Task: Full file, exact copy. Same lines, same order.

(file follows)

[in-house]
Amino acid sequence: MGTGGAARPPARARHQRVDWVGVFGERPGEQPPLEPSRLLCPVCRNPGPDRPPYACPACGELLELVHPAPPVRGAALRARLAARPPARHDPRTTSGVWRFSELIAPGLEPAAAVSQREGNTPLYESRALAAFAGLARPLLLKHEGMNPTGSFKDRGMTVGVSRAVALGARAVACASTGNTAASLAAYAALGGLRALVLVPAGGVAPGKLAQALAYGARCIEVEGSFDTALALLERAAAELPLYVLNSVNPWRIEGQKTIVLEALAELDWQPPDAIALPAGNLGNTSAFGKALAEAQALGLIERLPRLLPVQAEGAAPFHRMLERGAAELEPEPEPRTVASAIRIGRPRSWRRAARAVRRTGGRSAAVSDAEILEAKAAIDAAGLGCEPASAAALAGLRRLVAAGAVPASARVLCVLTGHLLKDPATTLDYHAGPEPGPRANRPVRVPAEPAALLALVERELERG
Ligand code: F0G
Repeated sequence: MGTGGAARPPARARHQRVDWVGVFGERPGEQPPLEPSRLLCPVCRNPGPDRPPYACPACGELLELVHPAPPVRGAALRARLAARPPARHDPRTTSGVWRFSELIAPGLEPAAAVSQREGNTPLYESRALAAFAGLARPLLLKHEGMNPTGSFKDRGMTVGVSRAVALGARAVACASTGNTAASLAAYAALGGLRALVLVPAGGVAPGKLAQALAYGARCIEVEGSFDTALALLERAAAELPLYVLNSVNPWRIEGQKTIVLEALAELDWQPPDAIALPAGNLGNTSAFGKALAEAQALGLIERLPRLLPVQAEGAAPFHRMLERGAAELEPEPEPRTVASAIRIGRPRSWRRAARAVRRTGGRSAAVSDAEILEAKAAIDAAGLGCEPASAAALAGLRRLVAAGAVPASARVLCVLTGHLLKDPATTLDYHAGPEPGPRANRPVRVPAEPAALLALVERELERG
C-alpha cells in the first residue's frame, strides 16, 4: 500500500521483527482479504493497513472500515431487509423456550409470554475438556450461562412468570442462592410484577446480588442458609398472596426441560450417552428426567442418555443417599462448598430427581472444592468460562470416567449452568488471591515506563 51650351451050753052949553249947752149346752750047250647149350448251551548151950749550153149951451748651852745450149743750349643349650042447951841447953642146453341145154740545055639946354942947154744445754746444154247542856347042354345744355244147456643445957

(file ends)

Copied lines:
[in-house]
Amino acid sequence: MGTGGAARPPARARHQRVDWVGVFGERPGEQPPLEPSRLLCPVCRNPGPDRPPYACPACGELLELVHPAPPVRGAALRARLAARPPARHDPRTTSGVWRFSELIAPGLEPAAAVSQREGNTPLYESRALAAFAGLARPLLLKHEGMNPTGSFKDRGMTVGVSRAVALGARAVACASTGNTAASLAAYAALGGLRALVLVPAGGVAPGKLAQALAYGARCIEVEGSFDTALALLERAAAELPLYVLNSVNPWRIEGQKTIVLEALAELDWQPPDAIALPAGNLGNTSAFGKALAEAQALGLIERLPRLLPVQAEGAAPFHRMLERGAAELEPEPEPRTVASAIRIGRPRSWRRAARAVRRTGGRSAAVSDAEILEAKAAIDAAGLGCEPASAAALAGLRRLVAAGAVPASARVLCVLTGHLLKDPATTLDYHAGPEPGPRANRPVRVPAEPAALLALVERELERG
Ligand code: F0G
Repeated sequence: MGTGGAARPPARARHQRVDWVGVFGERPGEQPPLEPSRLLCPVCRNPGPDRPPYACPACGELLELVHPAPPVRGAALRARLAARPPARHDPRTTSGVWRFSELIAPGLEPAAAVSQREGNTPLYESRALAAFAGLARPLLLKHEGMNPTGSFKDRGMTVGVSRAVALGARAVACASTGNTAASLAAYAALGGLRALVLVPAGGVAPGKLAQALAYGARCIEVEGSFDTALALLERAAAELPLYVLNSVNPWRIEGQKTIVLEALAELDWQPPDAIALPAGNLGNTSAFGKALAEAQALGLIERLPRLLPVQAEGAAPFHRMLERGAAELEPEPEPRTVASAIRIGRPRSWRRAARAVRRTGGRSAAVSDAEILEAKAAIDAAGLGCEPASAAALAGLRRLVAAGAVPASARVLCVLTGHLLKDPATTLDYHAGPEPGPRANRPVRVPAEPAALLALVERELERG
C-alpha cells in the first residue's frame, strides 16, 4: 500500500521483527482479504493497513472500515431487509423456550409470554475438556450461562412468570442462592410484577446480588442458609398472596426441560450417552428426567442418555443417599462448598430427581472444592468460562470416567449452568488471591515506563 51650351451050753052949553249947752149346752750047250647149350448251551548151950749550153149951451748651852745450149743750349643349650042447951841447953642146453341145154740545055639946354942947154744445754746444154247542856347042354345744355244147456643445957